CHICAGO — The city’s new Community Commission for Public Safety and Accountability (CCPSA) continues its search for Chicago’s next police superintendent.
The CCPSA provided an update to the public Wednesday about where they were in the process, including a bit about the applications received.
In total, 53 applicants are seeking the city’s top cop position. Commission president Anthony Driver, Jr. provided some demographics from the pool:
- Ten different states and two countries are respresented
- Six applicants have experience as a chief of police in a “major city”
- Eight have police chief experience
- 32 have some affiliation with the Chicago Police Department – no additional detail was provided on this data point
The scheduled update followed a series of public hearings which the commission used to gather community feedback on what qualities they would like to see in Chicago’s next top cop. During Wednesday’s update, the three commissioners provided their own perceived highlights of what the community wants from those meetings including:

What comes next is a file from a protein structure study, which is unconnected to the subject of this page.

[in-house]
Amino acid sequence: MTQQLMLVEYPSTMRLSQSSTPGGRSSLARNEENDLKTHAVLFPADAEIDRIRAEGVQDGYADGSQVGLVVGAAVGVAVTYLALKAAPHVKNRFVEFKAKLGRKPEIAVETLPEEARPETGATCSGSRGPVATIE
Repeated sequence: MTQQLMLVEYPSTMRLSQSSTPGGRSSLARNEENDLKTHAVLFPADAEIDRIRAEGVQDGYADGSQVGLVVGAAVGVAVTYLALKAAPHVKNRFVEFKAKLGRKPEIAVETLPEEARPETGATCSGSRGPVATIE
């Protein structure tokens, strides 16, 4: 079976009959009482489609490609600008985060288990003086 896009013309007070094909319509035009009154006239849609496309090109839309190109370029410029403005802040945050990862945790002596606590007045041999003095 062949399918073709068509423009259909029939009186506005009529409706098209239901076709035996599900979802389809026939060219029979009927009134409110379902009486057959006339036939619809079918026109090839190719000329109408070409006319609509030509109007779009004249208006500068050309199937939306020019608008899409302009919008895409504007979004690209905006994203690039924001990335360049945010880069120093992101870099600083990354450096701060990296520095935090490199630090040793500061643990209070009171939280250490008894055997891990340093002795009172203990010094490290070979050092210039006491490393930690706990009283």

- Someone who puts community first
- Views the consent decree as “a floor, not a ceiling”
- Someone who is present in, and engaged with, the community
- Demonstrates care, compassion, and empathy for community and officers alike
- Someone who has proven strategies for reducing overall crime, increasing the clearance rate, and decreasing the homicide rate
- Supports equity of service across the city
Ultimately, the CCPSA will provide a list of three finalists to soon-to-be Mayor Brandon Johnson. The deadline for that list is July 14. Johnson will then have 30 days to either select one of the finalists or reject all of them which would force the commission to start the entire process over.